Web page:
The unified, resilient front is still there, but it is being propped up by a million people living under threat of missile fire, each of us forced to confront our own individual fears. My own response has already become physical – clearly a manifestation of PTSD. And I am not alone. All my rational understanding of the futility of war has simply become raw, unpolished fear that comes over me when I hear that piercing sound of the siren.

Forget politics. This is Chinese torture. Adrenalin in overdrive. Kids crying. Powerlessness to the logical extreme. All I want is for someone to make it stop, but for that to happen there would have to be an acknowledgement that something was wrong. There would have to be international pressure on the Palestinians to stop these missile attacks.

But when I look at the international press coverage, beyond the scope of my circle of friends and family on Facebook, I find the world is indifferent, or even hostile to my situation. Israel is blamed no matter what it does. And this only strengthens the resolve of the extremists in Gaza to keep the missiles coming.

So as I sit here at home, listening to the booms of the endless barrage of missiles falling over Beersheba, I want to make myself heard. This is an unacceptable situation! War is not like the weather.

Missiles are not something that we have to learn to live with like the seasons of the year. This is not the blizzard of 2012. And telling me and my neighbors otherwise is only turning this forecast into one of despair.

Faye Bittker lives outside Beersheba.

Reprinted from The Jerusalem Post, with permission from Faye Bittker.

Iron Dome system intercepts missiles – but not in Jerusalem ChameleonsEye / Shutterstock.com
A New Reality,Life,War

First siren

When I was growing up in California, I had a terrible fear of being caught in the shower when an earthquake hit. What would I do, stressed my pre-teen self; would I run out into the street stark naked in order to save myself? How would I live down the embarrassment? Or would I risk injury or even death out of prurient prudishness?

Fast forward to November 2012 and, although Israel has its earthquake worries too, the bigger concern this week is missiles from Gaza. And my shower nightmare just came true.

The missile alarm sounded in Jerusalem Friday afternoon, just as I was finishing my pre-Shabbat shower. The siren in our area is not super loud, but it was unmistakable as I switched the water off and grabbed my towel. I heard my wife Jody calling my name and then the slam of the front door as she headed down to the shelter with the kids and the dog, leaving me alone in our bathroom.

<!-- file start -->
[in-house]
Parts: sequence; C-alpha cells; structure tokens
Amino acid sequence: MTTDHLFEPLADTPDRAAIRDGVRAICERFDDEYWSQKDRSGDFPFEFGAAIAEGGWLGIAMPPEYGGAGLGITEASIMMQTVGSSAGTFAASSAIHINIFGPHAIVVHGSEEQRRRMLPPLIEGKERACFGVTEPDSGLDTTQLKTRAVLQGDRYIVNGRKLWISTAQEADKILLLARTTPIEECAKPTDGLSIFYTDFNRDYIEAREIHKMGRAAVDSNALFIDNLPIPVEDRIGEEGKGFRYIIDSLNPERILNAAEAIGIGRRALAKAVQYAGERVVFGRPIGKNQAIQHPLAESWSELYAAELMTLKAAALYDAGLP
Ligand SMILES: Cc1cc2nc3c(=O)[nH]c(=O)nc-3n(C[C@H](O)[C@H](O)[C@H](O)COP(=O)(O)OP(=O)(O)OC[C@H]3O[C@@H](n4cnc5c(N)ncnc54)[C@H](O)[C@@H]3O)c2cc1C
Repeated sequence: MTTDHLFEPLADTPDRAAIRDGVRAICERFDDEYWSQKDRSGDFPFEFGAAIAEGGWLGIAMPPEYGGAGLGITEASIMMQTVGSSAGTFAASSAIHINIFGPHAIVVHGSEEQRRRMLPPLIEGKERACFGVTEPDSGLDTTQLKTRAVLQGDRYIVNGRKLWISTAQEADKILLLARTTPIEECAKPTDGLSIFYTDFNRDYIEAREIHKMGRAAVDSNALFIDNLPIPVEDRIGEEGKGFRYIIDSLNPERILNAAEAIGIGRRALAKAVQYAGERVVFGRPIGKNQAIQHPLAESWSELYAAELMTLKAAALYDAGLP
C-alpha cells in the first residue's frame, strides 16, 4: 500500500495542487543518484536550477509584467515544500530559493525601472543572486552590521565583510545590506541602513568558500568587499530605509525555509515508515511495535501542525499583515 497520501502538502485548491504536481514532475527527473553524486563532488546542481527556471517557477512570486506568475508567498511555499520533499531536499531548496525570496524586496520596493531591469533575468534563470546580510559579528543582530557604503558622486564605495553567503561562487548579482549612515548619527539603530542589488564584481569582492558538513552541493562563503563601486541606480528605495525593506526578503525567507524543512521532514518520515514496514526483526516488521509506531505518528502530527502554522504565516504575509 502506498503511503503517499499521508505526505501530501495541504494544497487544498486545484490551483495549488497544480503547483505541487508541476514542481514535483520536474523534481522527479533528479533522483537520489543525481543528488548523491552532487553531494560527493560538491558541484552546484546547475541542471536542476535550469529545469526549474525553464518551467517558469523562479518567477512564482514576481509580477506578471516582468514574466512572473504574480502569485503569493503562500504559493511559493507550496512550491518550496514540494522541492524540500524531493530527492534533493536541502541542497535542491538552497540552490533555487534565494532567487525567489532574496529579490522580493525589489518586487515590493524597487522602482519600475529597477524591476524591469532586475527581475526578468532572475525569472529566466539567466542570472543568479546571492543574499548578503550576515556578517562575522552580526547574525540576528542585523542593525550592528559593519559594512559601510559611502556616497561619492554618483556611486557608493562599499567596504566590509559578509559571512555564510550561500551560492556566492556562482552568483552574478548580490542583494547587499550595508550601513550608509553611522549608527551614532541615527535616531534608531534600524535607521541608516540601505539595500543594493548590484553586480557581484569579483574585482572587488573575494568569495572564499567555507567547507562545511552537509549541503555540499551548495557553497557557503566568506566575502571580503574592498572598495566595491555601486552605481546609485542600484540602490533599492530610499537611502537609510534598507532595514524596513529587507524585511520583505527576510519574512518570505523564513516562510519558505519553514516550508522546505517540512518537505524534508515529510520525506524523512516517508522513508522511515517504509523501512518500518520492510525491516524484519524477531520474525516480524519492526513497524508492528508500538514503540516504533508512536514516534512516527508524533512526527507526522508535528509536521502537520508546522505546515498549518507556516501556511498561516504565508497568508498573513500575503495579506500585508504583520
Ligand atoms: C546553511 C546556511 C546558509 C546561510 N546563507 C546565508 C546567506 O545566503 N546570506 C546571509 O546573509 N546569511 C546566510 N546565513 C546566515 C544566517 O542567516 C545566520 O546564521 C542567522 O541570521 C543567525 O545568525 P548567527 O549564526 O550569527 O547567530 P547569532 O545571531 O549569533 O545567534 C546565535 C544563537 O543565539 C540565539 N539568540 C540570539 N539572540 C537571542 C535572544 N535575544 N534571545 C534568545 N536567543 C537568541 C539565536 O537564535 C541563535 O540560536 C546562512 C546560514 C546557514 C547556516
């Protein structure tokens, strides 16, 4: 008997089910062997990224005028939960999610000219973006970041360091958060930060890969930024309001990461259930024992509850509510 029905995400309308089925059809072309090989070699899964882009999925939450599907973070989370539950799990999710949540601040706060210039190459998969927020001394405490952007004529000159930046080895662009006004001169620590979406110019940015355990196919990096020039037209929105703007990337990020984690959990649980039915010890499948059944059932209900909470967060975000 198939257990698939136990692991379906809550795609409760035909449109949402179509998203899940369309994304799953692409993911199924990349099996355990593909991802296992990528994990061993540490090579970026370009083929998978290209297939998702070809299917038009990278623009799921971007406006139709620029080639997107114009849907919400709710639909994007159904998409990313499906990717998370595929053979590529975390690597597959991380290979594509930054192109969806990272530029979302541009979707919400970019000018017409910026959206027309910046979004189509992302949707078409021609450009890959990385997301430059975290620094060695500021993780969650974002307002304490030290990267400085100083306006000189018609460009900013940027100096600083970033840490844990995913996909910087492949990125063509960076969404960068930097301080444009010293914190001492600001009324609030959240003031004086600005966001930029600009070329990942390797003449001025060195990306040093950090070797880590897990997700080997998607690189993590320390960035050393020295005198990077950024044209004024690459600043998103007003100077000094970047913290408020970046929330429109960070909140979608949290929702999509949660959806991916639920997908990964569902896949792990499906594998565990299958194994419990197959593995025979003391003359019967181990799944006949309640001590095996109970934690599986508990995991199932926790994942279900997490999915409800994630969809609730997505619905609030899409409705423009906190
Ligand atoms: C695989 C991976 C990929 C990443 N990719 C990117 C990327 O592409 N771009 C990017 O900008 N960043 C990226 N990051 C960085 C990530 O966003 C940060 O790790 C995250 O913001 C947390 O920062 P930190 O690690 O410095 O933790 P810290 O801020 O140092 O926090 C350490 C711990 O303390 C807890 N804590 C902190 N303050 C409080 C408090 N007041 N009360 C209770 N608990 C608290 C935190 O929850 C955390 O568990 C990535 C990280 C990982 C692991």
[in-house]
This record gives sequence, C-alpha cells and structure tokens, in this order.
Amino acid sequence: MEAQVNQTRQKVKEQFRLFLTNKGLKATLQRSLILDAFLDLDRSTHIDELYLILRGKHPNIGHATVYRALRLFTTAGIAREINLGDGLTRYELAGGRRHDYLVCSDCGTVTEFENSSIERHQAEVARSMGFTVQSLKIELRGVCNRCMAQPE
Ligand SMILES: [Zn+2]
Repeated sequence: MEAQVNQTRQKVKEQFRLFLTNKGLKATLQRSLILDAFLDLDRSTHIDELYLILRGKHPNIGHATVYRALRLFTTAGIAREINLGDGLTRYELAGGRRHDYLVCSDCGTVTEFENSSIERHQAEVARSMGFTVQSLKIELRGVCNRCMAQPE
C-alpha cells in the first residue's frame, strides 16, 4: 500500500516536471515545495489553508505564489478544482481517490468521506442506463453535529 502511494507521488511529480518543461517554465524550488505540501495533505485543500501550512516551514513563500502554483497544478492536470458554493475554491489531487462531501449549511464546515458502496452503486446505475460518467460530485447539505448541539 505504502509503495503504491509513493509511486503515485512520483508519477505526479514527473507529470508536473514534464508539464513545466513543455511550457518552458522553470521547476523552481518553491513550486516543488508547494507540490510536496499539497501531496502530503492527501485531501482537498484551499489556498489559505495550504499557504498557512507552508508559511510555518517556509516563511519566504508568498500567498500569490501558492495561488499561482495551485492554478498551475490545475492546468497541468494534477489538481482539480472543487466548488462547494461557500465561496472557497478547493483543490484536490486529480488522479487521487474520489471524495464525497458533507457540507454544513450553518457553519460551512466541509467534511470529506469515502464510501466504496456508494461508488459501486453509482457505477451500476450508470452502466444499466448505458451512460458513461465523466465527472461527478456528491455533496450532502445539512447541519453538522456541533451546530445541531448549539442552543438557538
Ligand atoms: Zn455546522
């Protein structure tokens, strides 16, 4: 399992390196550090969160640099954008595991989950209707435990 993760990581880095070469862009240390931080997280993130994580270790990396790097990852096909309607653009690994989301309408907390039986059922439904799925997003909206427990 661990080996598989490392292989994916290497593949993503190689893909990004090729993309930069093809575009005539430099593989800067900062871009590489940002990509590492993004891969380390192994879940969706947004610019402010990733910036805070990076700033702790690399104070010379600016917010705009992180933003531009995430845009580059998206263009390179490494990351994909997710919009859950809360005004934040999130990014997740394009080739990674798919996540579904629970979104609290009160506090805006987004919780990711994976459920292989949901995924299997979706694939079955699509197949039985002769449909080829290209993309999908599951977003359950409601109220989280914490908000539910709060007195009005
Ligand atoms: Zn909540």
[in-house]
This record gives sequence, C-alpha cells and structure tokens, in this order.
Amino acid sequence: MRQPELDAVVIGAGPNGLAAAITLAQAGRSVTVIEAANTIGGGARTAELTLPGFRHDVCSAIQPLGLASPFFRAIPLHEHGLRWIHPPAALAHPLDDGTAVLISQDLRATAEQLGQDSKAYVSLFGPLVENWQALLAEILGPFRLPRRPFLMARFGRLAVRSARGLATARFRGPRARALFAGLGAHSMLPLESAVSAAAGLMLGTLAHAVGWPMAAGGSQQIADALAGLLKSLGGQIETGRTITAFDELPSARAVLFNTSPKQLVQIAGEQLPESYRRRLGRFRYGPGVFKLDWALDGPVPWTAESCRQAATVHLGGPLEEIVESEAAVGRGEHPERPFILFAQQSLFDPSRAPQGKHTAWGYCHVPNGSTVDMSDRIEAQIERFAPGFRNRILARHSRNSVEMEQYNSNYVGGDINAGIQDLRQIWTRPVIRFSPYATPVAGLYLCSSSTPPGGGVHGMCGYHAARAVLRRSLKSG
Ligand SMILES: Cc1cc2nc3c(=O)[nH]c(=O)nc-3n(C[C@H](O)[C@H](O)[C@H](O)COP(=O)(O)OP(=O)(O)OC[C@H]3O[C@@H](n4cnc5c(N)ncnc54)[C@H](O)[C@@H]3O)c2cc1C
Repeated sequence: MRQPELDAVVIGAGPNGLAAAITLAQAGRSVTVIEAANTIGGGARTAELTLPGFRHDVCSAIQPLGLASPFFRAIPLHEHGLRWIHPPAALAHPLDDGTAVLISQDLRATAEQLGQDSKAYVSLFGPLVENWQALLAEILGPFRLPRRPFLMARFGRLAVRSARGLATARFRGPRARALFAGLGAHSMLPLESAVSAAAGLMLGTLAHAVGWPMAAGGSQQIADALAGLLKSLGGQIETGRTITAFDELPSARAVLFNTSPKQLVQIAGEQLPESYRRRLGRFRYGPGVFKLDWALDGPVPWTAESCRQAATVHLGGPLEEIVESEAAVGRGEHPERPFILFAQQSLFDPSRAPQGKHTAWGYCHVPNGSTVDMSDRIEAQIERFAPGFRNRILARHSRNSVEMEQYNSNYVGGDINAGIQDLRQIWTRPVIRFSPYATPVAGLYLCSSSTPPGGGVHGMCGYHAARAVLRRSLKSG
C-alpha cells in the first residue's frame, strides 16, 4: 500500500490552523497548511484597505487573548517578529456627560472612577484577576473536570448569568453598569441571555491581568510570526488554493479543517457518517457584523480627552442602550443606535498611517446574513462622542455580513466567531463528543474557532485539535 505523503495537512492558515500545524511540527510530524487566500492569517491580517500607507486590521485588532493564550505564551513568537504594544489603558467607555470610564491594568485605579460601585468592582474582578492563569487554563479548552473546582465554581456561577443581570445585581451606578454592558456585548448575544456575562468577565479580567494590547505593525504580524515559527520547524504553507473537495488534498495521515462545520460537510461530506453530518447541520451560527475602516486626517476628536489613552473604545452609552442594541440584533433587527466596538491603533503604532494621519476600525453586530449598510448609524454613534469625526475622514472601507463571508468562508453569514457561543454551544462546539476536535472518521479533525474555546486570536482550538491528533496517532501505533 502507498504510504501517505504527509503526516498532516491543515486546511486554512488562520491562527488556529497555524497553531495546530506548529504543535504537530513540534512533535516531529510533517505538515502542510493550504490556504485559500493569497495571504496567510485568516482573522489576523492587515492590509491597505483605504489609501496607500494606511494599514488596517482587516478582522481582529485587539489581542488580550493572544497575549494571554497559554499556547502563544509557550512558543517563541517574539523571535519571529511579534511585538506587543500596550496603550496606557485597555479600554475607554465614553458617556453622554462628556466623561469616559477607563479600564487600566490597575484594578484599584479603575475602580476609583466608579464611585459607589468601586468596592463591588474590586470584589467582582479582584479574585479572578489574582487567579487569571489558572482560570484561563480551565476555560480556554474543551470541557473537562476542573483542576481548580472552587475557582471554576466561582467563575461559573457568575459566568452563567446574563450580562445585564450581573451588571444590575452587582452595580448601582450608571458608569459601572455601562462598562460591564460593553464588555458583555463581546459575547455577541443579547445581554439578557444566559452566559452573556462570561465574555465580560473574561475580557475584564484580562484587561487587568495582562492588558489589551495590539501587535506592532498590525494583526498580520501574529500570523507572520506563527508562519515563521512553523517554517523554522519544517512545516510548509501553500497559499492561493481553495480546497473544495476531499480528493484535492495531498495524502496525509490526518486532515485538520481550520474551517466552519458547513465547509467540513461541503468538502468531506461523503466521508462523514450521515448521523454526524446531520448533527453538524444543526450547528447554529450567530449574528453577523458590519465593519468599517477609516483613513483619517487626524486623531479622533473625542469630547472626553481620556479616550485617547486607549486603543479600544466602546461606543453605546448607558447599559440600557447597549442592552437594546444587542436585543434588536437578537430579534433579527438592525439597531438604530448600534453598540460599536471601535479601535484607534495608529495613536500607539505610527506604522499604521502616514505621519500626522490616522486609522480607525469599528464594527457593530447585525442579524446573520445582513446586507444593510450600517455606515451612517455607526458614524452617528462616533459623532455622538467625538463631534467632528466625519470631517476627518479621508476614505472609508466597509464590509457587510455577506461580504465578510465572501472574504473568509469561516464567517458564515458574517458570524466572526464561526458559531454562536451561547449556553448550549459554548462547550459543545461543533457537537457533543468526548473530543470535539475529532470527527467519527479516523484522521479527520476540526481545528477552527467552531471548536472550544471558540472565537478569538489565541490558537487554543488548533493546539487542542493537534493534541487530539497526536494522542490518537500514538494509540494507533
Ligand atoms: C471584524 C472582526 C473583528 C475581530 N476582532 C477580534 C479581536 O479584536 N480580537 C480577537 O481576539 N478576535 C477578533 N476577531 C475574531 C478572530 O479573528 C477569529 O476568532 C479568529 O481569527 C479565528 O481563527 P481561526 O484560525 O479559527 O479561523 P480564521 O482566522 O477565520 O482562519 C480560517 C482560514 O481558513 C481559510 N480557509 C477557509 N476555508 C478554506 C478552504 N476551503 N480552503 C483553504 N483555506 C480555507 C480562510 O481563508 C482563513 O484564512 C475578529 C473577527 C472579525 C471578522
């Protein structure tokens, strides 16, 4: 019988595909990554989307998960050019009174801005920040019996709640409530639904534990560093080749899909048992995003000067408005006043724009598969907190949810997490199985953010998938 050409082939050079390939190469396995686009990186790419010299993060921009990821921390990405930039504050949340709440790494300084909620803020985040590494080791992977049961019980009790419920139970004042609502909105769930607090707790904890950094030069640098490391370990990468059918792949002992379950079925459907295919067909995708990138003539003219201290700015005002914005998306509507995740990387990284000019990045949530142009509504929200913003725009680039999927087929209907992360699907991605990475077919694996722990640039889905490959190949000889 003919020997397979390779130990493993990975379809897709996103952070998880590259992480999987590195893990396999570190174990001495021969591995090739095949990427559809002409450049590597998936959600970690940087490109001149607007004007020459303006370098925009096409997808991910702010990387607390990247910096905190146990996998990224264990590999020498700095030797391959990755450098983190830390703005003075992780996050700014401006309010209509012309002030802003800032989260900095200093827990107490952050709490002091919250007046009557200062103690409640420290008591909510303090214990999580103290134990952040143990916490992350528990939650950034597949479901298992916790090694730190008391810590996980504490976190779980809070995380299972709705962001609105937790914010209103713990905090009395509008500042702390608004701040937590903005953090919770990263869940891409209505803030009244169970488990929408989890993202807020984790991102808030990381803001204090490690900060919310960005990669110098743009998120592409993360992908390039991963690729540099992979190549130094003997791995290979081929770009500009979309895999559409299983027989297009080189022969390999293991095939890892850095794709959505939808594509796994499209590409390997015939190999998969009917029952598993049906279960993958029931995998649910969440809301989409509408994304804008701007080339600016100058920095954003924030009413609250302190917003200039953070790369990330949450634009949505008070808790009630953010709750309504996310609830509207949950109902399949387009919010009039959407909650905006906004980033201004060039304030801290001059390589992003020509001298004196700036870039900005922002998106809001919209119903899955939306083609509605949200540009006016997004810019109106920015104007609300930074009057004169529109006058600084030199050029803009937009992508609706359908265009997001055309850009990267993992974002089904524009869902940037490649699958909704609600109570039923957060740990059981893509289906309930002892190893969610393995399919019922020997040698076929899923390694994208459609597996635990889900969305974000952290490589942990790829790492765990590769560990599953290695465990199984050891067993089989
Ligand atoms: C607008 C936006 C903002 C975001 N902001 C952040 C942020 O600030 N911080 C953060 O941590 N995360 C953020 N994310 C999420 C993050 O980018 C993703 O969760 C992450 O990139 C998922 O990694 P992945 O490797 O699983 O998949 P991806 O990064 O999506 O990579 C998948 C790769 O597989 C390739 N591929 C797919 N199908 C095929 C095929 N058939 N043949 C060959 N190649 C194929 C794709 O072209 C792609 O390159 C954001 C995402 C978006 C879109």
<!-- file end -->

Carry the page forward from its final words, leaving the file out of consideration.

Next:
I have never heard a missile siren before. We made aliyah three years after the first Gulf War when Saddam Hussein lobbed 42 Scuds at Israel. No sirens – other than the annual memorial blasts on Yom Ha Zicharon and Yom Ha Shoah – have rung in Jerusalem since. I didn’t expect to hear one this time either: we have assured ourselves for years that our enemies would never want to risk hitting sites holy to the Muslim world. I guess the rules have changed.

I decided that I would not run out in just a towel. I entered my bedroom, threw on a t-shirt, reached into the underwear drawer and was about to pull on my pants when the siren stopped.

Now what? Jerusalem is supposed to have a minute and a half from the time the siren goes off and a missile lands. So if the siren is silent, there’s no more reason to rush, right?

The official response is that one should stay in the shelter for 10 minutes. Accordingly, I should have still high-tailed it to the room with the reinforced concrete. But I didn’t know that yet.

My movements slowed. I continued to get dressed, but I felt no sense of urgency. The fear that the siren triggered had been sublimated into something else – what was it? Fatalistic acceptance? A calm calculation on the odds that a missile would land exactly where I was standing in my bedroom? Shock?

By the time my shoes were tied, Jody and the kids were coming back upstairs. Ready to go to shul? I called out.

My curious calmness continued once in the synagogue space. Shouldn’t I be scared? Others were visibly shaken. There were still tears being wiped away. What was wrong with me?

Near the end of the Kabbalat Shabbat service I noticed something unusual. I had been holding a piece of paper with the prayers on it. There were sharp crease marks where my fingers had been gripping the edges. It looked like I’d tried to take a punch at something. The Sabbath Bride? God?